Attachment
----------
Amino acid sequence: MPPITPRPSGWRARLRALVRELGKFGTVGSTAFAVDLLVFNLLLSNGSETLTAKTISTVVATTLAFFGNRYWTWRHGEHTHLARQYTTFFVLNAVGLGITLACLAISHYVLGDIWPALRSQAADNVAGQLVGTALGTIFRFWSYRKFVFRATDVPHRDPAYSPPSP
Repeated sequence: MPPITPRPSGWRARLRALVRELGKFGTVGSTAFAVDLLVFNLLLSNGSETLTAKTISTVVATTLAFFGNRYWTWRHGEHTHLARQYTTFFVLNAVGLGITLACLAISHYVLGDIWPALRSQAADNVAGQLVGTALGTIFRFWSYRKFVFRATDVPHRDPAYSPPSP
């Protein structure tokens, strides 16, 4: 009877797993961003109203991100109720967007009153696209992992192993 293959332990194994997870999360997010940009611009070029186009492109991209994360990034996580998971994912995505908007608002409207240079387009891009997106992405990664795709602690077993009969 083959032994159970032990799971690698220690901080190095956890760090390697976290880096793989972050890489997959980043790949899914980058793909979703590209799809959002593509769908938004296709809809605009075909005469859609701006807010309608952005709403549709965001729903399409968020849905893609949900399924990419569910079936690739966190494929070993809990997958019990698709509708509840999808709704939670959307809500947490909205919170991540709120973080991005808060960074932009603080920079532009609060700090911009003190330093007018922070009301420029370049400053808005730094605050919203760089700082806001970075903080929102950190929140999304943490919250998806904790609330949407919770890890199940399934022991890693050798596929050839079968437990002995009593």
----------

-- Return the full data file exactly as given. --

Amino acid sequence: MPPITPRPSGWRARLRALVRELGKFGTVGSTAFAVDLLVFNLLLSNGSETLTAKTISTVVATTLAFFGNRYWTWRHGEHTHLARQYTTFFVLNAVGLGITLACLAISHYVLGDIWPALRSQAADNVAGQLVGTALGTIFRFWSYRKFVFRATDVPHRDPAYSPPSP
Repeated sequence: MPPITPRPSGWRARLRALVRELGKFGTVGSTAFAVDLLVFNLLLSNGSETLTAKTISTVVATTLAFFGNRYWTWRHGEHTHLARQYTTFFVLNAVGLGITLACLAISHYVLGDIWPALRSQAADNVAGQLVGTALGTIFRFWSYRKFVFRATDVPHRDPAYSPPSP
């Protein structure tokens, strides 16, 4: 009877797993961003109203991100109720967007009153696209992992192993 293959332990194994997870999360997010940009611009070029186009492109991209994360990034996580998971994912995505908007608002409207240079387009891009997106992405990664795709602690077993009969 083959032994159970032990799971690698220690901080190095956890760090390697976290880096793989972050890489997959980043790949899914980058793909979703590209799809959002593509769908938004296709809809605009075909005469859609701006807010309608952005709403549709965001729903399409968020849905893609949900399924990419569910079936690739966190494929070993809990997958019990698709509708509840999808709704939670959307809500947490909205919170991540709120973080991005808060960074932009603080920079532009609060700090911009003190330093007018922070009301420029370049400053808005730094605050919203760089700082806001970075903080929102950190929140999304943490919250998806904790609330949407919770890890199940399934022991890693050798596929050839079968437990002995009593």